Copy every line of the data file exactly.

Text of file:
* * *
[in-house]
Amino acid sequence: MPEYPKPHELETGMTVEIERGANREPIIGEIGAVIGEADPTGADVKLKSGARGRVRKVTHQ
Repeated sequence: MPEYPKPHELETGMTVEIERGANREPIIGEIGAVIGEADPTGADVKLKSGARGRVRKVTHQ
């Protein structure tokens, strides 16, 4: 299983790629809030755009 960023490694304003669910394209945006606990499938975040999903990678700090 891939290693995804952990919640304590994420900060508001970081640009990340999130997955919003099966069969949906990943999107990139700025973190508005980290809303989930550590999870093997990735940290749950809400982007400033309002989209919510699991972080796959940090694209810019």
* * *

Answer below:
[in-house]
Amino acid sequence: MPEYPKPHELETGMTVEIERGANREPIIGEIGAVIGEADPTGADVKLKSGARGRVRKVTHQ
Repeated sequence: MPEYPKPHELETGMTVEIERGANREPIIGEIGAVIGEADPTGADVKLKSGARGRVRKVTHQ
């Protein structure tokens, strides 16, 4: 299983790629809030755009 960023490694304003669910394209945006606990499938975040999903990678700090 891939290693995804952990919640304590994420900060508001970081640009990340999130997955919003099966069969949906990943999107990139700025973190508005980290809303989930550590999870093997990735940290749950809400982007400033309002989209919510699991972080796959940090694209810019």